Other Lives And Dimensions And Finally A Love Poem
My left hand will live longer than my right. The rivers
of my palms tell me so.
Never argue with rivers. Never expect your lives to finish at the same time. I think
praying, I think clapping is how hands mourn. I think staying up and waiting
for paintings to sigh is science. In another dimension this is exactly what’s happening,
it’s what they write grants about: the chromodynamics of mournful Whistlers,
the audible sorrow and beta decay of Old Battersea Bridge. I like the idea
of different theres and elsewheres, an Idaho known for bluegrass,
a Bronx where people talk like violets smell. Perhaps I am somewhere patient,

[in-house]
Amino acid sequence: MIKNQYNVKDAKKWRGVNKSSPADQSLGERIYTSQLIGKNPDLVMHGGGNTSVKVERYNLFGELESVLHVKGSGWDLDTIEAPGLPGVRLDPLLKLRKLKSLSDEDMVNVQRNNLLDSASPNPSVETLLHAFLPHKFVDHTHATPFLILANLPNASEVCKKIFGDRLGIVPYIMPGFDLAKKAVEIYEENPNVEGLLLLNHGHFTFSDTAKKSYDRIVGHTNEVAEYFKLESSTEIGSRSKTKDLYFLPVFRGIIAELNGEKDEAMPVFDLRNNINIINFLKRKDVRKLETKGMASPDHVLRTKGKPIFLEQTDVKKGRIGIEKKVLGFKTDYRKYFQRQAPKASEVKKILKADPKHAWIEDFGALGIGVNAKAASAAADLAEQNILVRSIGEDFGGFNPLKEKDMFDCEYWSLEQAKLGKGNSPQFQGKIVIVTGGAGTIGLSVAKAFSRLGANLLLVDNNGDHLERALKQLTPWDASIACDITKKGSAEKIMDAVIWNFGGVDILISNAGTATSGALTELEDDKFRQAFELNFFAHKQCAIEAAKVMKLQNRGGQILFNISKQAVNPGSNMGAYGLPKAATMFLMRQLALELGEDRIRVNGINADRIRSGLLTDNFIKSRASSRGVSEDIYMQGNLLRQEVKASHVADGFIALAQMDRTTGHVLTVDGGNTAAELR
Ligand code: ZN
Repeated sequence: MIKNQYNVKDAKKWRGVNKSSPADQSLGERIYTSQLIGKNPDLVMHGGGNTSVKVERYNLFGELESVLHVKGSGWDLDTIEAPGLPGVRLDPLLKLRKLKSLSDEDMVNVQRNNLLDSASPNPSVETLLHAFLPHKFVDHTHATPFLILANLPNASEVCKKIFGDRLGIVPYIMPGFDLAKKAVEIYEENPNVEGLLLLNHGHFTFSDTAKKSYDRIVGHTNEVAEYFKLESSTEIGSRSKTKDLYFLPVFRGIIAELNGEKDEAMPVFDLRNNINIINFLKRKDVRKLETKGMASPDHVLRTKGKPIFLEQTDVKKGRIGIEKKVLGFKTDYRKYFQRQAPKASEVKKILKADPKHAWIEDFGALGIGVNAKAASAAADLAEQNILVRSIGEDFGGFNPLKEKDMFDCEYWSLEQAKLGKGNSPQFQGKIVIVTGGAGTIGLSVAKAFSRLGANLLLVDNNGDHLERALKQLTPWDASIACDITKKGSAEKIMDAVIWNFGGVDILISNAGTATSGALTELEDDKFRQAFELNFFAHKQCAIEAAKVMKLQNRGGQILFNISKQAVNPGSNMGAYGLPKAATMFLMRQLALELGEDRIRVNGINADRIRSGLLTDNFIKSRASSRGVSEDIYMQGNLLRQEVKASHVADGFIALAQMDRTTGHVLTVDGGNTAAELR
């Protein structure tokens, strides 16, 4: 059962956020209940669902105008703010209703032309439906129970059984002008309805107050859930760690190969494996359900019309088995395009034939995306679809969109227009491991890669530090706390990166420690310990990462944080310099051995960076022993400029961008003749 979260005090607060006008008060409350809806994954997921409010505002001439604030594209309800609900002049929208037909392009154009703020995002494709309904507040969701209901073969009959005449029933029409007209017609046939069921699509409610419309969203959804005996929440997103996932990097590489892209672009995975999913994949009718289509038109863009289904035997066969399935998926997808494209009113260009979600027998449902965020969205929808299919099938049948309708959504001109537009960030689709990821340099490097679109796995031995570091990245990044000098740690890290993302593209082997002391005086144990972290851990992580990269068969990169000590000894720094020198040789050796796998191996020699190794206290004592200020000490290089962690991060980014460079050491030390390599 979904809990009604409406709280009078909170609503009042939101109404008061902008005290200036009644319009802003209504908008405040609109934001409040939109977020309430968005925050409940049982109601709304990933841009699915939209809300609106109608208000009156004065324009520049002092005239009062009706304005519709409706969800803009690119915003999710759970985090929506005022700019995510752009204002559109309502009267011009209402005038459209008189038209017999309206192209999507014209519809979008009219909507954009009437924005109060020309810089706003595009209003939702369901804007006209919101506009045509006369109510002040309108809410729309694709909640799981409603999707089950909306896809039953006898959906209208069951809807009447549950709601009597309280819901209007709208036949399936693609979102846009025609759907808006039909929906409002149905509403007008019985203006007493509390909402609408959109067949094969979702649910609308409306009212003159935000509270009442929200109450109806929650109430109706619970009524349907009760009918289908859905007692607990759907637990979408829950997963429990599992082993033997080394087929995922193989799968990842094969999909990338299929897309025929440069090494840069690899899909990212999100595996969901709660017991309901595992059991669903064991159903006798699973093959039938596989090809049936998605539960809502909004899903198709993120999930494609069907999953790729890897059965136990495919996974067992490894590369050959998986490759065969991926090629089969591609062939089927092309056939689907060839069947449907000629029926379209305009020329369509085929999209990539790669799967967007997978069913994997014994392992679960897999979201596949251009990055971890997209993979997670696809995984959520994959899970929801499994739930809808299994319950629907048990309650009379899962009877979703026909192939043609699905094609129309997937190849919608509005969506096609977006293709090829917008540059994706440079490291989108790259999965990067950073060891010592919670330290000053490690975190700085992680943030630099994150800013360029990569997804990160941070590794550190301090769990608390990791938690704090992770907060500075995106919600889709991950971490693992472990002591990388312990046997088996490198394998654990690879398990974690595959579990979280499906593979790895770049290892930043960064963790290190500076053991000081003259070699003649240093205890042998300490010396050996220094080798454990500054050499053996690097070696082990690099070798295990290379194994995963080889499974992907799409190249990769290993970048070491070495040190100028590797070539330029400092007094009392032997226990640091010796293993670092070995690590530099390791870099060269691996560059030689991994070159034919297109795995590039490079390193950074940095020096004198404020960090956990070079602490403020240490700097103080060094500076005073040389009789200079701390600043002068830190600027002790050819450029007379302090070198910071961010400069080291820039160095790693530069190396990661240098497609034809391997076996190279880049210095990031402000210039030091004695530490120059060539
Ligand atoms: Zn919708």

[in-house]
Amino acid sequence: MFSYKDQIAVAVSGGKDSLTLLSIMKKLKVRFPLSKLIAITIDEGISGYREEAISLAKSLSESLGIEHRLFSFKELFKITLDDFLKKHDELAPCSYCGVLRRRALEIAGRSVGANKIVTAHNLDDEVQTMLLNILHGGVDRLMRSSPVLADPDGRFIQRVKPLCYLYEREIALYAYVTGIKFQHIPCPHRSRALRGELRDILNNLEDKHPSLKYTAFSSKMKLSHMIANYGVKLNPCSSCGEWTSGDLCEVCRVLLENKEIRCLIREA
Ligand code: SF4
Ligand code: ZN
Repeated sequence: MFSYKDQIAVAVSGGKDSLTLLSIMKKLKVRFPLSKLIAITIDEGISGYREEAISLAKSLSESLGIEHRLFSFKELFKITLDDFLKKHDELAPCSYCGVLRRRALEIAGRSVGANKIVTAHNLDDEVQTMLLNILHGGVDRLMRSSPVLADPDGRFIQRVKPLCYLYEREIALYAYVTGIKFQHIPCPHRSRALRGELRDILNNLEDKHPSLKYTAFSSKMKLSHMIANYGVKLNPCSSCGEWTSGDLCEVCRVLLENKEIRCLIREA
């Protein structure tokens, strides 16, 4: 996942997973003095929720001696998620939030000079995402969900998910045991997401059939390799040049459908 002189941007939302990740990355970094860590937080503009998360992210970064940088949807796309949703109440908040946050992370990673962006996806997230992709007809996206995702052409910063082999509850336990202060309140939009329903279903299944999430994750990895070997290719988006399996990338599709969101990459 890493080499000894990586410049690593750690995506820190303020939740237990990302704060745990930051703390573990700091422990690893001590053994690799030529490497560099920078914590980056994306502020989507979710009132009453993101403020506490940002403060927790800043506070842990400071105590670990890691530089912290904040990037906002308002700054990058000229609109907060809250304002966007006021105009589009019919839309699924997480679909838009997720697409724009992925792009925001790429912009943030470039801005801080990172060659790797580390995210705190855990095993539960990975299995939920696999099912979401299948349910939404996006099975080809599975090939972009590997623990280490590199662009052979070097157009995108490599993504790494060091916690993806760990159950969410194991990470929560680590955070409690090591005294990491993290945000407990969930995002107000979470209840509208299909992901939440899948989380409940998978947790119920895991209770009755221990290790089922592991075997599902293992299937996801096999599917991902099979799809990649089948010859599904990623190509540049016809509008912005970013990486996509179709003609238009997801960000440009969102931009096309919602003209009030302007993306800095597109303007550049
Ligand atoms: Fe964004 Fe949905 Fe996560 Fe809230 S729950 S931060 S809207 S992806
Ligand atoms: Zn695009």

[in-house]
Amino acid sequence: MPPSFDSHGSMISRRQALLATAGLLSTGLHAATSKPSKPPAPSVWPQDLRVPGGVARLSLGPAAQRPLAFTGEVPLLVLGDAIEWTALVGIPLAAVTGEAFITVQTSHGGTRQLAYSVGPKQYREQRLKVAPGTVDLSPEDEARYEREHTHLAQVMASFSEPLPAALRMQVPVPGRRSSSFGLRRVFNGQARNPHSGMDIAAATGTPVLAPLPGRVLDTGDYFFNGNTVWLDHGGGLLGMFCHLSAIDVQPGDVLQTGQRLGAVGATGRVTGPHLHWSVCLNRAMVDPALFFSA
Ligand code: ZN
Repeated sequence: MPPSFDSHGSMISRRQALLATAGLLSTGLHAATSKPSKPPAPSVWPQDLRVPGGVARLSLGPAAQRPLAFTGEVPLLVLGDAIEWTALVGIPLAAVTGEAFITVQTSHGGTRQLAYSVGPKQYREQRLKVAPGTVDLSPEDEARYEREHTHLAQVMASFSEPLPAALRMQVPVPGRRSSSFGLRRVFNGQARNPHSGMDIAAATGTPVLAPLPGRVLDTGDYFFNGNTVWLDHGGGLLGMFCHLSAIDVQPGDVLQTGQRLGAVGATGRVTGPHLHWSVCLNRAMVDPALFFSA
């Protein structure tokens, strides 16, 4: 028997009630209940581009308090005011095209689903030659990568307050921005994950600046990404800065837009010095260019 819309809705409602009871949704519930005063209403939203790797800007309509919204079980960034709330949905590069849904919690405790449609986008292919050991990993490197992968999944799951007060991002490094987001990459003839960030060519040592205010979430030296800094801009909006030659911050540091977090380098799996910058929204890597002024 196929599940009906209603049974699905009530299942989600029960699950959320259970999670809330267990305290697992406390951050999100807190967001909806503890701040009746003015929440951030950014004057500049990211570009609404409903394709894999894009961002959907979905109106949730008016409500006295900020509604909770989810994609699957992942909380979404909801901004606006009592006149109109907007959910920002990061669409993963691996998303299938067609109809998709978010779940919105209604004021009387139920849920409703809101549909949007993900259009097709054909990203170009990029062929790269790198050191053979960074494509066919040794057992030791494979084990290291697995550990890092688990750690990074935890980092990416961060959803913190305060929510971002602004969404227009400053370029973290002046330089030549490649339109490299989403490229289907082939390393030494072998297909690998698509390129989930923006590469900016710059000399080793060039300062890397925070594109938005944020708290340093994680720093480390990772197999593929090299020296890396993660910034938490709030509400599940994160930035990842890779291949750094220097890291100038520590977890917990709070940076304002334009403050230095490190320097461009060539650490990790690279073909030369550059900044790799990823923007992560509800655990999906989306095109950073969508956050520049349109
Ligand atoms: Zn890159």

somehow kind, perhaps in the nook of a cousin universe I’ve never defiled
or betrayed anyone. Here I have two hands and they are vanishing,
the hollow of your back to rest my cheek against, your voice and little else but my assiduous fear to cherish. My hands are webbed like the wind-torn work of a spider, like they squeezed something in the womb but couldn’t hang on. One of those other worlds or a life I felt passing through mine, or the ocean inside my mother’s belly she had to scream out. Here, when I say I never want to be without you, somewhere else I am saying I never want to be without you again. And when I touch you in each of the places we meet, in all of the lives we are, it’s with hands that are dying and resurrected. When I don’t touch you it’s a mistake in any life, in each place and forever.